Nowadays, the Flower Horn fish possess lots of shimmering/luminiscent scales or so-called "pearls". There are generally 2 colors on the "pearls": blue and green. Some "pearls" are by patches, like an armour and some are bright dots like stars in the sky. These "pearls" add more spectrum of colors and shine to the fish and is a considered a "must-have" on the latest Flower Horn fishes. The most auspiscious gem for generations of Chinese must be pearls, hence, the more "pearls" on the body of the fish, the better!

Friday, February 26, 2010

Other Stress Factors of FH


OTHER FACTORS:

Stress is also induced by insufficient oxygen levels (fish gasping for air), old fish food, and an unbalanced diet.

Fish are not good travelers, even on short distances. Good care should be taken during the acclimation process.

SYMPTOMS OF STRESS:

Fish does not eat or eats less than usual
Fish hides
Fish hovers at the surface or motionless at the ground
Wounds do not healing
Fish gets sick
A lot of contributing factors have to be considered. Eliminating some causes will raise the resistance of other stress factors.

The more stress the weaker the fish.

Thursday, February 25, 2010

Stress Flowerhorn


Everything outside the required environmental- or behavioral needs of your fish causes stress. Stress greatly affects the health, reduces the life span, and and closer your fish to vulnerability for diseases. Stress is also the main cause of a deteriorating slime coat that protects the fish. This slime coat is the defense system toward infections. Fish can adapt to slightly different conditions in their environment. Understanding the factors that contribute to stress, will eliminate or reduce unnecessary risks. Stability in the water column and a balanced environment are as important as eliminating some other potential stress causing factors.

This are the main factors of fish stress:

TANK MATES - Compatibility is the key. Aggressive fish chasing others, naturally or as part of a mating ritual or territorial defense. Smaller species without adequate hiding places feel unsafe among bigger fish. Some species require larger groups (schooling); others are best kept individually as some tend to get aggressive towards their own. Fish communication (body language/ behavior) also might not be recognized by other species, again potentially leading to aggressive behavior. Stress also occurs when feeding if the fish have to compete for food. Needless to say they will always compete. The thing to remember is to distribute the food evenly throughout the water surface. Avoid spot feeding.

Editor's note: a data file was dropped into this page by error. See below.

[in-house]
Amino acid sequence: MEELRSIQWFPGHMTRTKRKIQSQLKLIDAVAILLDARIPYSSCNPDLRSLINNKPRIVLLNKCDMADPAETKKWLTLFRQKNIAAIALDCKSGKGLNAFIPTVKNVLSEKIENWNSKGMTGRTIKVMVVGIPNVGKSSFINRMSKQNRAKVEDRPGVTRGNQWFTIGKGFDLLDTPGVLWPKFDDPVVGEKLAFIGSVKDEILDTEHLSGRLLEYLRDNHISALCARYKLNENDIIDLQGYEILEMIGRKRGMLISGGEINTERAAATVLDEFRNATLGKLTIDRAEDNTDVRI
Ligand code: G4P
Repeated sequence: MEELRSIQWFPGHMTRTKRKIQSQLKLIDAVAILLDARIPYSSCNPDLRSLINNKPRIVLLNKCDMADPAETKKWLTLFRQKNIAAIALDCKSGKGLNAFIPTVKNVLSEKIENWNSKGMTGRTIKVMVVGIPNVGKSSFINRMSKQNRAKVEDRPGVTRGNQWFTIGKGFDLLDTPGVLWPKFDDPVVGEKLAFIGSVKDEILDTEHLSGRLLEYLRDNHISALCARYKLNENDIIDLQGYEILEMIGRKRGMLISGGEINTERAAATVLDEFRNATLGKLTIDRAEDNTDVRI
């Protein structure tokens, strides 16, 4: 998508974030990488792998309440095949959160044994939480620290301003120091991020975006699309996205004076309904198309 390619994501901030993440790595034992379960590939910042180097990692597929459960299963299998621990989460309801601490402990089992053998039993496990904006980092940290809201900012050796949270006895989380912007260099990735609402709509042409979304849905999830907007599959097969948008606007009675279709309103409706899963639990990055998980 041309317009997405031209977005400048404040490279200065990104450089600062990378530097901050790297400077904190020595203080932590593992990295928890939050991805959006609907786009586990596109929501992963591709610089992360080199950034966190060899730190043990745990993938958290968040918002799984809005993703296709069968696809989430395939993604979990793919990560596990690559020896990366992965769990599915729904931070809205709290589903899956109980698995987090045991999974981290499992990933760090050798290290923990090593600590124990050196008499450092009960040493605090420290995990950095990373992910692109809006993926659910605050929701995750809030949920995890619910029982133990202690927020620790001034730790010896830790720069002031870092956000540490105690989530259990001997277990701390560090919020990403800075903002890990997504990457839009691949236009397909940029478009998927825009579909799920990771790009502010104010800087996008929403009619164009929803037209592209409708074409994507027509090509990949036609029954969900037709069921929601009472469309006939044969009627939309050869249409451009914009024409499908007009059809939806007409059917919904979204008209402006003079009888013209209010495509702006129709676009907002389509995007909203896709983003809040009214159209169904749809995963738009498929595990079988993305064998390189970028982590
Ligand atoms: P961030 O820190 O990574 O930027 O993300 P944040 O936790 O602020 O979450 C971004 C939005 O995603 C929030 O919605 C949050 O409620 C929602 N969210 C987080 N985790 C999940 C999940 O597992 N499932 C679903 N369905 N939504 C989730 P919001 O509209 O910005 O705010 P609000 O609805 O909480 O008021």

TANK SIZE - Does overpopulation trigger a thought? The rule of thumb is about 1 inch of fish per 2 Gallons of water. This guideline should only be used in order to get a sense of the limitations of your tank. However, some species can be kept in a 10-Gallon tank, others need more physical space. Territorial fish require a larger tank as they chase intruders out of their claimed territory.

WATER TEMPERATURE - An often overlooked topic. Fluctuations of temperature should be moderate and controlled at all times. The optimum temperature varies from fish to fish, but too cold or to warm will cause stress. Keep in mind that a tank in direct sunlight will heat up during the day. The water temperature may also rise during the light-on period. This can be more of a concern with smaller tanks. Water changes cause stress as well. It is important to replace the water with fresh water, which is about the same temperature as the tank. Further, the cleaning and removal process disturbs fish. Considering this, it ads validity to the discussion about proper water changes = change less water more frequently.

WATER PARAMETERS - Poor water quality is the most significant cause for stress. Fish can survive sub-optimal conditions if not too far out of range. But sudden changes within the water chemistry will cause severe stress. Adjustments in pH, salinity, or water hardness should be made gradually. Ammonia and nitrite are extremely stressful and can be detrimental if high levels persist.


OTHER FACTORS:

Stress is also induced by insufficient oxygen levels (fish gasping for air), old fish food, and an unbalanced diet.

Fish are not good travelers, even on short distances. Good care should be taken during the acclimation process.

Wednesday, February 24, 2010

Determining your FH Gender

Tips on determining your flowerhorn gender:


Dorsal black spot - flowerhorns are hybrids,therefore this method will not be 100%accurate.this method is usally use on pure bred cichlid
however the rest of the method we are going to talk about here will not apply to fries under 3 in therefore this one is included.

90%of fry with out dorsal spots,will be males.
60% of fry with dorsal spot will be females.


Pelvic fin and pelvic spine method - female flowerhorn need to use their pelvic fin as a fan to fan the eggs while breeding,therefore when you touch the pelvic fin and pelvic spine of your fh,if it is soft,and the spine is not as hard that will make you bleed,your fish is highly possible to be a female.

Body structure - male flowerhorn often have more angular and muscular lines ,while females often have a rounder,smoother body line.